If you have any comments on Bass Fishing during the spawn, please leave them below. And as always check out the forums at www.FishMich.com for local fishing reports.

Michigan Spring Steelhead Fishing

The Spring season in Michigan should be renamed Steelhead Season. It is a large boost to the fishing economy in an otherwise slow time. With inland lake ice becoming unsafe and pike, bass, and walleye out of season on inland lakes and rivers, anglers flock to the rivers for a chance at catching monster chrome steelies.

Growing up in Mid-Michigan, fishing rivers that are blocked from the Great Lakes by numerous dams, I had no clue Steelhead even existed. But, during my first year living in Kalamazoo for college, I began hearing stories from other fisherman. That spring, my roommate and I loaded the poles, grabbed a map and headed west on roads following the K-zoo river. At about the fourth bridge we came to, we pulled off and took a look. On our way to the river we came across a garbage bag full of huge fish with the fillets removed. After complaining about the laziness and lack of decency in people, we decided this was the best place to catch fish.

We headed down with our 6 ft. rods and tied on a #5 Mepps-Aglia, having no idea if it would work. Every other cast we would snag a rock and lose another lure, but then one of the snags started flying through the air doing gymnastics. It was such a short fight, but the most exciting I had ever felt. We ended up hooking into 10 Steelies that day, but landed none. Disappointment didn’t even exist in my mind. I knew I loved Steelhead fishing and wanted to learn everything I could about it.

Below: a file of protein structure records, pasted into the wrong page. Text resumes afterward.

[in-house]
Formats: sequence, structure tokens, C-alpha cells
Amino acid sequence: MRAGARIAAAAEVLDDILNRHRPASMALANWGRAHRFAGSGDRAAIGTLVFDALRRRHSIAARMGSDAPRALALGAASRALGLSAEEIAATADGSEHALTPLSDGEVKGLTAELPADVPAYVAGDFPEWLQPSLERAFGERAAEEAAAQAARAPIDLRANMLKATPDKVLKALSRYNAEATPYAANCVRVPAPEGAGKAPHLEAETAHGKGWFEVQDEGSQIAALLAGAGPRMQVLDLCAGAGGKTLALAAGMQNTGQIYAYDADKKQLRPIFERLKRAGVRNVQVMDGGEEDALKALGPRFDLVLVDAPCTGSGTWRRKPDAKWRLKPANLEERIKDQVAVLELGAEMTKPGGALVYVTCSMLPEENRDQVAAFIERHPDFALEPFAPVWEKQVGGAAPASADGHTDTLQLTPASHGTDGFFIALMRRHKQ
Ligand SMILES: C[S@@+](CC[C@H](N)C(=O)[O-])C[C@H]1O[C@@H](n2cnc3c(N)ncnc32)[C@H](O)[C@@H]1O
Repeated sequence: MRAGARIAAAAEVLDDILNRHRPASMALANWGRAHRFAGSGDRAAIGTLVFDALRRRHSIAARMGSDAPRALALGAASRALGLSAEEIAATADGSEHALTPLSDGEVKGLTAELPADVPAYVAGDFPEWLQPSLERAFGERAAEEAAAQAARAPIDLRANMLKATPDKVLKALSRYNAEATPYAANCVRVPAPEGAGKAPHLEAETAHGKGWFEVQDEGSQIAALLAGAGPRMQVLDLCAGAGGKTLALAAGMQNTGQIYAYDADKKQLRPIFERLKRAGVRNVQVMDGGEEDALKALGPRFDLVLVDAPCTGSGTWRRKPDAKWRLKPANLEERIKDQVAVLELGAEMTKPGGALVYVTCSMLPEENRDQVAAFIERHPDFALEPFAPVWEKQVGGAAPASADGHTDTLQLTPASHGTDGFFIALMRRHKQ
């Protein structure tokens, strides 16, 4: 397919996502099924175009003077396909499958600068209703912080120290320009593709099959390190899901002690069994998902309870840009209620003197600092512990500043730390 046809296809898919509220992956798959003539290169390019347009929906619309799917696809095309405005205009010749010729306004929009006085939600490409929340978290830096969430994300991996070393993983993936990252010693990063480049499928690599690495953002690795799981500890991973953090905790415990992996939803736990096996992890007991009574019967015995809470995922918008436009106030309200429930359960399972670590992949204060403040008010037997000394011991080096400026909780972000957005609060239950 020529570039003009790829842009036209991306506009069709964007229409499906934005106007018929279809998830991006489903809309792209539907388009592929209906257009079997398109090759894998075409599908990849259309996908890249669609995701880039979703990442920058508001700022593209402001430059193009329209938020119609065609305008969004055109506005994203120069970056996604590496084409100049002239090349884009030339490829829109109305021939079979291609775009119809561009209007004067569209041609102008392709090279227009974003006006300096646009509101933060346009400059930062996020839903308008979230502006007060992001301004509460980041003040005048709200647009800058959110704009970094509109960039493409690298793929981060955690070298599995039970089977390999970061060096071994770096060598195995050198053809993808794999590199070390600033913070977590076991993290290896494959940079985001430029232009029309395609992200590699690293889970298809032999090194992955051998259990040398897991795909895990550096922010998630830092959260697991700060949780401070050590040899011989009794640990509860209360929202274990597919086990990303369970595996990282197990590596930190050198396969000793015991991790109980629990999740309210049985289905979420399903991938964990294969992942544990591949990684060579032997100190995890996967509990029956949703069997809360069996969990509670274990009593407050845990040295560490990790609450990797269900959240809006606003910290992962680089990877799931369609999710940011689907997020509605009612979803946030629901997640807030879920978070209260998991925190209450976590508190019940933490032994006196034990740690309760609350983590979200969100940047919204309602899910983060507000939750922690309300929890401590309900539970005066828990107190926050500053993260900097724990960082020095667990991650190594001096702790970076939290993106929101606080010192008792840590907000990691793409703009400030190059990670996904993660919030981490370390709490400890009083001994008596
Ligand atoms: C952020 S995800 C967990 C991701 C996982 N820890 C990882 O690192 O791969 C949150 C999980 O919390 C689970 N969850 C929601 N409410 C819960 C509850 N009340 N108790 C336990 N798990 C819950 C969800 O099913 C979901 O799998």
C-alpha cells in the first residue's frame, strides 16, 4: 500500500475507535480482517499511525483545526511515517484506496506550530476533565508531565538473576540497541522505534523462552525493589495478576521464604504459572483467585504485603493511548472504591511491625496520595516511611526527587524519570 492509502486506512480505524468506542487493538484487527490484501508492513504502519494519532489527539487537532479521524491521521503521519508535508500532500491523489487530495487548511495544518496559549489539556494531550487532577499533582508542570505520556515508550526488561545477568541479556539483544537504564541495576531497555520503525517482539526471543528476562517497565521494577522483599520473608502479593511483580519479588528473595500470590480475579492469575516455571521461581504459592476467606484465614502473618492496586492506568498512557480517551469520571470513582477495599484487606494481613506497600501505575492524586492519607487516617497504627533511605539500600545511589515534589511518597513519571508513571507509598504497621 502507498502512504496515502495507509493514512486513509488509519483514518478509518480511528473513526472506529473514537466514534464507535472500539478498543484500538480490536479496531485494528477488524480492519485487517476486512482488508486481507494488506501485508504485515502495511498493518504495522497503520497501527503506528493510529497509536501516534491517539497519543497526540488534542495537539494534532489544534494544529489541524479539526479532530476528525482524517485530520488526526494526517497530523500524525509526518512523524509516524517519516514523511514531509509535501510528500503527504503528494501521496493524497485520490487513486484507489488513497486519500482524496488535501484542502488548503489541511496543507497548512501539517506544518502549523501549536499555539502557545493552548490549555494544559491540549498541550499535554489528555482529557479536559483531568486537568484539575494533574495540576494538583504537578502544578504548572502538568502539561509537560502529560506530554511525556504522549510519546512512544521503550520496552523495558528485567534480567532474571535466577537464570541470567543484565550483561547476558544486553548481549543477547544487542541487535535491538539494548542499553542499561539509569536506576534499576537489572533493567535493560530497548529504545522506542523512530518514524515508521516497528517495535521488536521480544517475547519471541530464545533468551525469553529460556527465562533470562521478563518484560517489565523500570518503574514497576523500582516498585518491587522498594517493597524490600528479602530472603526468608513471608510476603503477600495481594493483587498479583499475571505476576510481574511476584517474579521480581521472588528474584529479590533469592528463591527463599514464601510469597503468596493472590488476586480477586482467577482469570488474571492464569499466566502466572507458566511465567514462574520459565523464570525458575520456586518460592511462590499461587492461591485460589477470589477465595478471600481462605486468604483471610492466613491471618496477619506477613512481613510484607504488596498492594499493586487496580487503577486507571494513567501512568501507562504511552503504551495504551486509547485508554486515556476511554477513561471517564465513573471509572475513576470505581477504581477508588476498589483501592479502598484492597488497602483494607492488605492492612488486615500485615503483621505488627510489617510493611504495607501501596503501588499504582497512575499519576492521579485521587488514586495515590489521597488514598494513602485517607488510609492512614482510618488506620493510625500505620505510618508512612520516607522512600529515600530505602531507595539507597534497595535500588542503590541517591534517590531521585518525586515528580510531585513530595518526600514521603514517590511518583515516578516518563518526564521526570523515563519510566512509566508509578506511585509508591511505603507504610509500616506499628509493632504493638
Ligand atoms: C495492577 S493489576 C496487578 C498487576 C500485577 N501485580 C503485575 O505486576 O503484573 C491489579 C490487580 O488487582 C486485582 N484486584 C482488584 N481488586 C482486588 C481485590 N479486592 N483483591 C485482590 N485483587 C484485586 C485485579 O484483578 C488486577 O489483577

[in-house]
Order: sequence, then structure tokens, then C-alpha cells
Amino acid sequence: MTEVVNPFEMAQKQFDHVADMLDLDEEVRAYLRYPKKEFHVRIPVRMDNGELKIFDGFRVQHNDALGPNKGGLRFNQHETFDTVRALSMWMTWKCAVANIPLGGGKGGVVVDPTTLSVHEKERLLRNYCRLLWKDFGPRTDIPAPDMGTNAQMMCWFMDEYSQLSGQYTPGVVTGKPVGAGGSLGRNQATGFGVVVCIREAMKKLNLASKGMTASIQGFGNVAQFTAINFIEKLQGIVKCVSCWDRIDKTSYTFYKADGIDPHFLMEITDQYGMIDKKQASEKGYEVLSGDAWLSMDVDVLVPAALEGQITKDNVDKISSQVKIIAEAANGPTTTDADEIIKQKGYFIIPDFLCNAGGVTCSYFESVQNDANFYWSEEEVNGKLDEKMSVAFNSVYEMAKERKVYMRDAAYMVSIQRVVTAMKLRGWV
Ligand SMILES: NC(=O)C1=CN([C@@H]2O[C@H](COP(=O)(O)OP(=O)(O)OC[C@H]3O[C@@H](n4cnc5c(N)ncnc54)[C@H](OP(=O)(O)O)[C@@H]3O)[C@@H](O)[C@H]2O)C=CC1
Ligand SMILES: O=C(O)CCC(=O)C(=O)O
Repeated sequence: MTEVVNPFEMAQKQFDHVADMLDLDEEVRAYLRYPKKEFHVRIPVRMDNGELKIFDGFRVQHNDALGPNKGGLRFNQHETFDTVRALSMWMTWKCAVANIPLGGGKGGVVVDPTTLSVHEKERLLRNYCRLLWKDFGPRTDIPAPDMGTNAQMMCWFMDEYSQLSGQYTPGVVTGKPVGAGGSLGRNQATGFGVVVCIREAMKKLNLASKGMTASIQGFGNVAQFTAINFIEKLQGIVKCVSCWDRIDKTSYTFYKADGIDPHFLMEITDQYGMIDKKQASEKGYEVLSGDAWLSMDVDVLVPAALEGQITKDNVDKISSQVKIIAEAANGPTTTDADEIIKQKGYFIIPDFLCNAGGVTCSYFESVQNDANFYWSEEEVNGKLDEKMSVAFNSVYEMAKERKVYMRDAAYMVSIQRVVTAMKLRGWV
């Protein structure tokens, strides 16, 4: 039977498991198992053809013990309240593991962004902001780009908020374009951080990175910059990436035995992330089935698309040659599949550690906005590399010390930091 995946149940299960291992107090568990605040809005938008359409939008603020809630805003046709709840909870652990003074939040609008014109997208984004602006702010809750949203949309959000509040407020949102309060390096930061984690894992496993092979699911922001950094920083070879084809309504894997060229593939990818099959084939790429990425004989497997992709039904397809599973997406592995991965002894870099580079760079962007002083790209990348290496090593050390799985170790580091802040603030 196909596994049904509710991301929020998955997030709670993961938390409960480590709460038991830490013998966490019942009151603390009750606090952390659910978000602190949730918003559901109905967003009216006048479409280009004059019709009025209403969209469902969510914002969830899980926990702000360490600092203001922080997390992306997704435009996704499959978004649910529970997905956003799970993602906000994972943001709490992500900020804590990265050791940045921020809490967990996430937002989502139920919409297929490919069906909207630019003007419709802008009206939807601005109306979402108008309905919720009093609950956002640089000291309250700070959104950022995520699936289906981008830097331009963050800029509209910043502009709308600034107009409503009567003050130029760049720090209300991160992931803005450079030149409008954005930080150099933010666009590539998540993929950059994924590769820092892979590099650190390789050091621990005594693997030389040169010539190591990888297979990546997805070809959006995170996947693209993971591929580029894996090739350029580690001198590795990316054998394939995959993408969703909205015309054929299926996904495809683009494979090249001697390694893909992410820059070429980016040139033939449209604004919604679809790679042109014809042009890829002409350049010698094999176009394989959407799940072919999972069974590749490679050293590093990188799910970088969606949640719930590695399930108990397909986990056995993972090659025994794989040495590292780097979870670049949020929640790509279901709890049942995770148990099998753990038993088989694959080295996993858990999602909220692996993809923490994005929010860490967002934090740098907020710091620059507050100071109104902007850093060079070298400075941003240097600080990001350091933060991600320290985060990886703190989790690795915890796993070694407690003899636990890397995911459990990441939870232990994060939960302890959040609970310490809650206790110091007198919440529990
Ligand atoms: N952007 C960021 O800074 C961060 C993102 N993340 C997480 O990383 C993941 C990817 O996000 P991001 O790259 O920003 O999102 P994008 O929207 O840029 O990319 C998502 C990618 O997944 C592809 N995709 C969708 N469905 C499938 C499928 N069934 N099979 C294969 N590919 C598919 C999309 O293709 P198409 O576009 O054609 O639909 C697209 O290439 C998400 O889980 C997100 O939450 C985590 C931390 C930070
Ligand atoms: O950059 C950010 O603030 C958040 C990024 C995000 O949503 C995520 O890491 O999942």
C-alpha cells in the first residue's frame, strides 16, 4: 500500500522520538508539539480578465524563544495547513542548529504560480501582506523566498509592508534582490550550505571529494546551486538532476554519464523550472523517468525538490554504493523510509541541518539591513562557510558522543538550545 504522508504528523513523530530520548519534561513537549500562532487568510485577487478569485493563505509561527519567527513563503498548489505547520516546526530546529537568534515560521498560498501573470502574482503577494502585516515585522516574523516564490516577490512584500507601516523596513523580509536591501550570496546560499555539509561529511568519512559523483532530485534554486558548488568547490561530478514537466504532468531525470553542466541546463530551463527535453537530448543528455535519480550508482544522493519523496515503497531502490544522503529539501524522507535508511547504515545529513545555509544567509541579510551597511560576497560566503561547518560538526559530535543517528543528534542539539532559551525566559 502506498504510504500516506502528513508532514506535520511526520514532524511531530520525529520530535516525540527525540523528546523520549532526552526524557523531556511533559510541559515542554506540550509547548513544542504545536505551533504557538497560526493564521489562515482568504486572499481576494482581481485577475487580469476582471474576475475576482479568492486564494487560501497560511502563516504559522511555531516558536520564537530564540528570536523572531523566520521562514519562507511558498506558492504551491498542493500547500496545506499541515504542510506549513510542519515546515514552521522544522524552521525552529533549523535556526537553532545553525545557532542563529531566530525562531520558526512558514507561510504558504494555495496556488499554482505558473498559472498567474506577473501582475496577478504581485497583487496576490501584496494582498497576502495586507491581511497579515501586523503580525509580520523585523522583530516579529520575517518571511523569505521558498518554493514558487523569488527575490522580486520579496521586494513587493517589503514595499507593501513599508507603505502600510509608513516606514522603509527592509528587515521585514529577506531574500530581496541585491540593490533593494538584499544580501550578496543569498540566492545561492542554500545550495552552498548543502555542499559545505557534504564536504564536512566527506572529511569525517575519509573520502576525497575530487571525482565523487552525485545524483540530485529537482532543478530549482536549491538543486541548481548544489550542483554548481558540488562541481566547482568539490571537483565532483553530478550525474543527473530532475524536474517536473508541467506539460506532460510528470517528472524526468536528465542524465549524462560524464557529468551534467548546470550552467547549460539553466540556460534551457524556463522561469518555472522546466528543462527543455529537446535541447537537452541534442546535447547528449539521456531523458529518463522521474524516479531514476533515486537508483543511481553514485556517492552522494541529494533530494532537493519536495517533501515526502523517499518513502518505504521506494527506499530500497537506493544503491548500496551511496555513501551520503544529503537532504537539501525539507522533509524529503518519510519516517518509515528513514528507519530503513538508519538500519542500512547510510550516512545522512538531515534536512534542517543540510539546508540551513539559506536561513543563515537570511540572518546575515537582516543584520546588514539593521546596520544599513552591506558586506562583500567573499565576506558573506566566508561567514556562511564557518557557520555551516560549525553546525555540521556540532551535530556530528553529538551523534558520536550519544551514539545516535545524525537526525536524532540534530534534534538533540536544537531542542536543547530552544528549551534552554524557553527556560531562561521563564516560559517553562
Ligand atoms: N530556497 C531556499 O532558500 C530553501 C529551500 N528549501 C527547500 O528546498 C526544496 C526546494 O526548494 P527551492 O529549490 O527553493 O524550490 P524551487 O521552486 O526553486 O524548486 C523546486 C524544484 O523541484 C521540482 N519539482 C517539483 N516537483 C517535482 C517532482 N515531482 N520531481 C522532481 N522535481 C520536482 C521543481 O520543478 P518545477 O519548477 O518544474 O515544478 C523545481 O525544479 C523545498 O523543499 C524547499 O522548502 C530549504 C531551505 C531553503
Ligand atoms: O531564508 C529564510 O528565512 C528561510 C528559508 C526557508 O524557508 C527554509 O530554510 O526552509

Some say smallmouth bass are pound for pound the best fighting fish, and I agree, but a nice chrome Steelhead takes a close second and has 3 times the poundage. Combine that excitement, size and great taste and it’s going to draw quite a crowd of fisherman. It’s not that complicated either. Like other species, combine the correct rig, with the correct presentation in the correct place and FISH ON. Knowing the holes, I believe, is the number one key to Steelhead fishing. If you are in the right place and know the depth of that hole, you have a good chance of catching fish. Alternatively, if you have the right bait/rig and you’re not at the right depth or correct spot on the river, you don’t have a chance.

So, let’s start with the right spot on the river. Steelhead enter the rivers to spawn and then return to the big lake. Some enter all winter and hang out until early spring to spawn, but others come in early spring and spawn right away. The winter run steelies usually hang out in deep holes or log jams until spring and always near the bottom. When they do spawn it is in a gravelly bottom, usually a riffle above a pool.

Steelhead typically eat flies, plankton and minnows. Closer to spawning times they are less likely to eat minnows, but they are an aggressive fish and very territorial. They also eat spawn. It’s kind of a survival of the fittest. This gives their own eggs a better chance at survival.